This UNESCO World Heritage city has welcomed the civilizations of Greece, Rome, Byzantium, the Moors and the Spanish in its 2,700-year history. That means some amazing architecture and a fascinating cultural heritage that’s best experienced in the food.
It’s great to wander the streets at random, but try to make time for the Baroque Duomo in the square with the famous Fontana dell'Elefante. The atmospheric fish market (la pescheria), the churches of via Crociferi, and the Roman amphitheater at Piazza Stesicoro are also highlights. The Castello Ursino is an impressive thirteenth-century castle with an archeological museum, while on Piazza Dante you can see the remains of the Monastero dei Benedettini di San Nicolò l'Arena incorporated into the building of Catania’s university.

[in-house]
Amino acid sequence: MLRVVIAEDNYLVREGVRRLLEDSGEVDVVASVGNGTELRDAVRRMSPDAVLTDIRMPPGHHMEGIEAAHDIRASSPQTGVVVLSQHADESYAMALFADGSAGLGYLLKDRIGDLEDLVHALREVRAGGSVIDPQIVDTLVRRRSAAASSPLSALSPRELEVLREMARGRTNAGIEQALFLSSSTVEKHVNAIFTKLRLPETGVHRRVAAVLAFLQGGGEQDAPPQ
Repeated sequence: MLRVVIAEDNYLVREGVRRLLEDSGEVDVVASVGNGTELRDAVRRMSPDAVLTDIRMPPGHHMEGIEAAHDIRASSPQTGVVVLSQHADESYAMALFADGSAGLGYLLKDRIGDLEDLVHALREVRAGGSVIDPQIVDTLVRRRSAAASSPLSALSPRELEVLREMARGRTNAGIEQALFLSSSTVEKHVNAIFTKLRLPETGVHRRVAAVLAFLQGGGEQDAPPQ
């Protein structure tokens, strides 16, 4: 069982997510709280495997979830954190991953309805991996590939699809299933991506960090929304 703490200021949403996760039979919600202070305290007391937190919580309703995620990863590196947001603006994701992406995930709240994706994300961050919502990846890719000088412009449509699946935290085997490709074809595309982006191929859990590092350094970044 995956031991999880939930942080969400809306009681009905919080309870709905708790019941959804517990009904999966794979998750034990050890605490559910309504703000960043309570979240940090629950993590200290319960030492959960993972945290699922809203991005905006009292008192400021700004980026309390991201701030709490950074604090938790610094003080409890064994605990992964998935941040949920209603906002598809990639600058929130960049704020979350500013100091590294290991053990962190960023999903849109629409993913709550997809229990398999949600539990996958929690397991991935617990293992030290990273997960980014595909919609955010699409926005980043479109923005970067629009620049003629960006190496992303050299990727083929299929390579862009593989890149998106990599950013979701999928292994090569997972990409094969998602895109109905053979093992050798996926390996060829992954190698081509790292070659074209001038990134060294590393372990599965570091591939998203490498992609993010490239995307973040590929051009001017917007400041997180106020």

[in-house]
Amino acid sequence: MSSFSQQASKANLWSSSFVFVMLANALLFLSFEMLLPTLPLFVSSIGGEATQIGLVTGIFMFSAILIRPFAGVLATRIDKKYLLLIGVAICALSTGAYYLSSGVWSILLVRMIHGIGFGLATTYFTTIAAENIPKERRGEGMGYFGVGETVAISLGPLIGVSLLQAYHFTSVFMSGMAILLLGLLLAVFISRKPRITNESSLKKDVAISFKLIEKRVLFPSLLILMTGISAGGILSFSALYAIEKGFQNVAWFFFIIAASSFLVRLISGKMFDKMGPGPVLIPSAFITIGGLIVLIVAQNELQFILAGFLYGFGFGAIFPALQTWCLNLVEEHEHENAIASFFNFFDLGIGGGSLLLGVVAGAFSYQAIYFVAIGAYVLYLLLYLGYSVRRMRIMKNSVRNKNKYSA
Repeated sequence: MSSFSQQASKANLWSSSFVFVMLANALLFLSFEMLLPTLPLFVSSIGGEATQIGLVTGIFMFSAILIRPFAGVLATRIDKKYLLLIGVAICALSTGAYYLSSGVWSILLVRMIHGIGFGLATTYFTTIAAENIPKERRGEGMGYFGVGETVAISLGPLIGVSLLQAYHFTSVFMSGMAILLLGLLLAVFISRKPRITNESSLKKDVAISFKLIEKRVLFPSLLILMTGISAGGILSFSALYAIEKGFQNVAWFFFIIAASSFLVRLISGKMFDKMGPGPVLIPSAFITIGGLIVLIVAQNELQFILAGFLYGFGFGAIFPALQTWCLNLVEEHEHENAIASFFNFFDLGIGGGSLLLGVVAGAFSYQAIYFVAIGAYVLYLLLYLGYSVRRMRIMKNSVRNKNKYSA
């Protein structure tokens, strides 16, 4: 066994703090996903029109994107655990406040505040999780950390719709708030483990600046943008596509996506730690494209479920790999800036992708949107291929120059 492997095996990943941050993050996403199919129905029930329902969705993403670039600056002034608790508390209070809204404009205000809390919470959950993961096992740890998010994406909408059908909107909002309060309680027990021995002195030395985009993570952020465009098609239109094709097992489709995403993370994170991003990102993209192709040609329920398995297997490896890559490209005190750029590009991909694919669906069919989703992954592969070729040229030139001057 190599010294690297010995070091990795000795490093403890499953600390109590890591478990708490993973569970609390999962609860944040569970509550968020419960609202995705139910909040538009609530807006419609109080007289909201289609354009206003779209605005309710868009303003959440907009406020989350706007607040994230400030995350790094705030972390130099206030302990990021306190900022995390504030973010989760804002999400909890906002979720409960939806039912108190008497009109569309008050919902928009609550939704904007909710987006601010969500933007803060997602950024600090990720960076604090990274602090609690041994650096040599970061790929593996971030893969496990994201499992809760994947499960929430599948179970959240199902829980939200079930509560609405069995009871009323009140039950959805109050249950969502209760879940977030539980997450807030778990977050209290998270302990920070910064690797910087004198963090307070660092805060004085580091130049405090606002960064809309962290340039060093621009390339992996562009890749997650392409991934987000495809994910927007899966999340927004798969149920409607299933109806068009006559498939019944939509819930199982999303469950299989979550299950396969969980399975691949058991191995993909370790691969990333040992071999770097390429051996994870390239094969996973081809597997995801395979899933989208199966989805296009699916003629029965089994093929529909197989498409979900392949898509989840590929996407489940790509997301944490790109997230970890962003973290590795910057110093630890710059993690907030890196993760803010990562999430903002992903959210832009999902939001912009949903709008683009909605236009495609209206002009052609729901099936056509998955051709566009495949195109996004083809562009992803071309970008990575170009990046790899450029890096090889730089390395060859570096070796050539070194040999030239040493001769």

The food here is really something else. If you’re feeling adventurous, try the black pudding (il sanguinaccio) and meat jelly (zuzzu) with a glass of zibibbo. The stuffed rice balls (arancini) are highly recommended, as is the puff-pastry-mozarella-and-ham creation known as the cipollina. Horsemeat balls may not be everyone’s cup of tea, but you’ll probably want to try the Sicilian cassatelle: cannoli made with ricotta and almond paste. There are also a number of excellent wineries on the slopes of Mount Etna. Buon appetito!
Speaking of Etna, Europe's largest active volcano is a must-see if it’s behaving itself when you visit. The volcanic landscapes and views from the top are fantastic, and brave souls can walk the final meters to the very lip of the caldera.